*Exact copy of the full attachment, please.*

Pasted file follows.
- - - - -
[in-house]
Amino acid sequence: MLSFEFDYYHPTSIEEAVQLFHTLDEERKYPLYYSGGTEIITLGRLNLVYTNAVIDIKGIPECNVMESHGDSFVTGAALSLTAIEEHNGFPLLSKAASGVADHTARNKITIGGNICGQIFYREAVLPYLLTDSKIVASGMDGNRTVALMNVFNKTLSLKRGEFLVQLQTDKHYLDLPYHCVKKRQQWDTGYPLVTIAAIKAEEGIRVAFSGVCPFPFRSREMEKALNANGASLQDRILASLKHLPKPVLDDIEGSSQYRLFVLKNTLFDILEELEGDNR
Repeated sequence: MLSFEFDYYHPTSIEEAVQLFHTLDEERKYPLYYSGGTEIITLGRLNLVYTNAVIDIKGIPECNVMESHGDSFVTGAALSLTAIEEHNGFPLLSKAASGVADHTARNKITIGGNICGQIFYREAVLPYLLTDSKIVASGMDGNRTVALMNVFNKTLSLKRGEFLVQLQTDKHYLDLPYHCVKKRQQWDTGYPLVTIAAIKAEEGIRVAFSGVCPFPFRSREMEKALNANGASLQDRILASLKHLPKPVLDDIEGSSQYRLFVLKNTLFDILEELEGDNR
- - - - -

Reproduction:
[in-house]
Amino acid sequence: MLSFEFDYYHPTSIEEAVQLFHTLDEERKYPLYYSGGTEIITLGRLNLVYTNAVIDIKGIPECNVMESHGDSFVTGAALSLTAIEEHNGFPLLSKAASGVADHTARNKITIGGNICGQIFYREAVLPYLLTDSKIVASGMDGNRTVALMNVFNKTLSLKRGEFLVQLQTDKHYLDLPYHCVKKRQQWDTGYPLVTIAAIKAEEGIRVAFSGVCPFPFRSREMEKALNANGASLQDRILASLKHLPKPVLDDIEGSSQYRLFVLKNTLFDILEELEGDNR
Repeated sequence: MLSFEFDYYHPTSIEEAVQLFHTLDEERKYPLYYSGGTEIITLGRLNLVYTNAVIDIKGIPECNVMESHGDSFVTGAALSLTAIEEHNGFPLLSKAASGVADHTARNKITIGGNICGQIFYREAVLPYLLTDSKIVASGMDGNRTVALMNVFNKTLSLKRGEFLVQLQTDKHYLDLPYHCVKKRQQWDTGYPLVTIAAIKAEEGIRVAFSGVCPFPFRSREMEKALNANGASLQDRILASLKHLPKPVLDDIEGSSQYRLFVLKNTLFDILEELEGDNR